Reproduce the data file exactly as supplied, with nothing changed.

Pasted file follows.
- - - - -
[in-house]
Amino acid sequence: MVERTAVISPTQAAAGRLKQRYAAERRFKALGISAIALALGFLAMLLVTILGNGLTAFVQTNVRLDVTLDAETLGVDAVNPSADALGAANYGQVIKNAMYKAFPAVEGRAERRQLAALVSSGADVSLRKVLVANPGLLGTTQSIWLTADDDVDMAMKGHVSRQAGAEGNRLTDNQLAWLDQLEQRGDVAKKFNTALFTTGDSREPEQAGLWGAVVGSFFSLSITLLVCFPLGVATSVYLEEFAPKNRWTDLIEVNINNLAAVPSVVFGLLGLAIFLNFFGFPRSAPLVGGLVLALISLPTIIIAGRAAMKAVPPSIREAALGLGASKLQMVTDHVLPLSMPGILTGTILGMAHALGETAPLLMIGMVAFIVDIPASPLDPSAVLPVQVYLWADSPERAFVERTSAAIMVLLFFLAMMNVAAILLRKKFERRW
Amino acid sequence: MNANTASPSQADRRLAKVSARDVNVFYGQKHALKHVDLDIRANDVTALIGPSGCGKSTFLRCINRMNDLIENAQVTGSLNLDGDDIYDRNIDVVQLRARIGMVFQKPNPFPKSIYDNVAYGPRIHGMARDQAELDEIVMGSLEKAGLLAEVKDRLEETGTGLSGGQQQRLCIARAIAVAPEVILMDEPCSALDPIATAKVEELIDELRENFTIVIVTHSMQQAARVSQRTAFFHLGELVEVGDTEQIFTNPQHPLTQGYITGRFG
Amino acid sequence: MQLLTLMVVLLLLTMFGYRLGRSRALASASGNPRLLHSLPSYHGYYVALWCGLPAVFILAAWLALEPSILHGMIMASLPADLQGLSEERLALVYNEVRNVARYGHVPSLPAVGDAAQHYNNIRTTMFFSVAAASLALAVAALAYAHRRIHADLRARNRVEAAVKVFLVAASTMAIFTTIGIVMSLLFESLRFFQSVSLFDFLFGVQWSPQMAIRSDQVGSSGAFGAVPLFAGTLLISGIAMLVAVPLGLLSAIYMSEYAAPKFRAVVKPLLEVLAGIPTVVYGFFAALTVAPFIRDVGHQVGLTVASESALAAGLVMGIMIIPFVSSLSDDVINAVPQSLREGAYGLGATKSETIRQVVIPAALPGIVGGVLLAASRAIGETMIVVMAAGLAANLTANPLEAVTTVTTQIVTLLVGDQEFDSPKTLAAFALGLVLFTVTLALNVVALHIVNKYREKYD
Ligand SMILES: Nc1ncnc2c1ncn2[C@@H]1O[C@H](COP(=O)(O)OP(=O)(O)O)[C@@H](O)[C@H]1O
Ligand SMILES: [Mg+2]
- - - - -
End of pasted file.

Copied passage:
[in-house]
Amino acid sequence: MVERTAVISPTQAAAGRLKQRYAAERRFKALGISAIALALGFLAMLLVTILGNGLTAFVQTNVRLDVTLDAETLGVDAVNPSADALGAANYGQVIKNAMYKAFPAVEGRAERRQLAALVSSGADVSLRKVLVANPGLLGTTQSIWLTADDDVDMAMKGHVSRQAGAEGNRLTDNQLAWLDQLEQRGDVAKKFNTALFTTGDSREPEQAGLWGAVVGSFFSLSITLLVCFPLGVATSVYLEEFAPKNRWTDLIEVNINNLAAVPSVVFGLLGLAIFLNFFGFPRSAPLVGGLVLALISLPTIIIAGRAAMKAVPPSIREAALGLGASKLQMVTDHVLPLSMPGILTGTILGMAHALGETAPLLMIGMVAFIVDIPASPLDPSAVLPVQVYLWADSPERAFVERTSAAIMVLLFFLAMMNVAAILLRKKFERRW
Amino acid sequence: MNANTASPSQADRRLAKVSARDVNVFYGQKHALKHVDLDIRANDVTALIGPSGCGKSTFLRCINRMNDLIENAQVTGSLNLDGDDIYDRNIDVVQLRARIGMVFQKPNPFPKSIYDNVAYGPRIHGMARDQAELDEIVMGSLEKAGLLAEVKDRLEETGTGLSGGQQQRLCIARAIAVAPEVILMDEPCSALDPIATAKVEELIDELRENFTIVIVTHSMQQAARVSQRTAFFHLGELVEVGDTEQIFTNPQHPLTQGYITGRFG
Amino acid sequence: MQLLTLMVVLLLLTMFGYRLGRSRALASASGNPRLLHSLPSYHGYYVALWCGLPAVFILAAWLALEPSILHGMIMASLPADLQGLSEERLALVYNEVRNVARYGHVPSLPAVGDAAQHYNNIRTTMFFSVAAASLALAVAALAYAHRRIHADLRARNRVEAAVKVFLVAASTMAIFTTIGIVMSLLFESLRFFQSVSLFDFLFGVQWSPQMAIRSDQVGSSGAFGAVPLFAGTLLISGIAMLVAVPLGLLSAIYMSEYAAPKFRAVVKPLLEVLAGIPTVVYGFFAALTVAPFIRDVGHQVGLTVASESALAAGLVMGIMIIPFVSSLSDDVINAVPQSLREGAYGLGATKSETIRQVVIPAALPGIVGGVLLAASRAIGETMIVVMAAGLAANLTANPLEAVTTVTTQIVTLLVGDQEFDSPKTLAAFALGLVLFTVTLALNVVALHIVNKYREKYD
Ligand SMILES: Nc1ncnc2c1ncn2[C@@H]1O[C@H](COP(=O)(O)OP(=O)(O)O)[C@@H](O)[C@H]1O
Ligand SMILES: [Mg+2]